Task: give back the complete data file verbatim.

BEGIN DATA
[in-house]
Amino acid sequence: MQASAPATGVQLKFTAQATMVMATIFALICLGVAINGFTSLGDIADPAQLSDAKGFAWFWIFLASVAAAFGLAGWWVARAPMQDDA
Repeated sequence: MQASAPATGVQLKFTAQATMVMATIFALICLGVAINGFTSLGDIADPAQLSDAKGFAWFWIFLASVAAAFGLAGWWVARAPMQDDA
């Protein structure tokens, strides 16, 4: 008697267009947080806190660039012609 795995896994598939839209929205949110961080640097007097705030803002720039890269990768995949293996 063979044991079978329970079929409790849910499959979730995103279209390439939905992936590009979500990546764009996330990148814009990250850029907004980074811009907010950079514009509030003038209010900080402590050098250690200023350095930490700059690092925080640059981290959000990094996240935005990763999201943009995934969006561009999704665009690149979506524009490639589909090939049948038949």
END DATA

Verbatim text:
[in-house]
Amino acid sequence: MQASAPATGVQLKFTAQATMVMATIFALICLGVAINGFTSLGDIADPAQLSDAKGFAWFWIFLASVAAAFGLAGWWVARAPMQDDA
Repeated sequence: MQASAPATGVQLKFTAQATMVMATIFALICLGVAINGFTSLGDIADPAQLSDAKGFAWFWIFLASVAAAFGLAGWWVARAPMQDDA
């Protein structure tokens, strides 16, 4: 008697267009947080806190660039012609 795995896994598939839209929205949110961080640097007097705030803002720039890269990768995949293996 063979044991079978329970079929409790849910499959979730995103279209390439939905992936590009979500990546764009996330990148814009990250850029907004980074811009907010950079514009509030003038209010900080402590050098250690200023350095930490700059690092925080640059981290959000990094996240935005990763999201943009995934969006561009999704665009690149979506524009490639589909090939049948038949």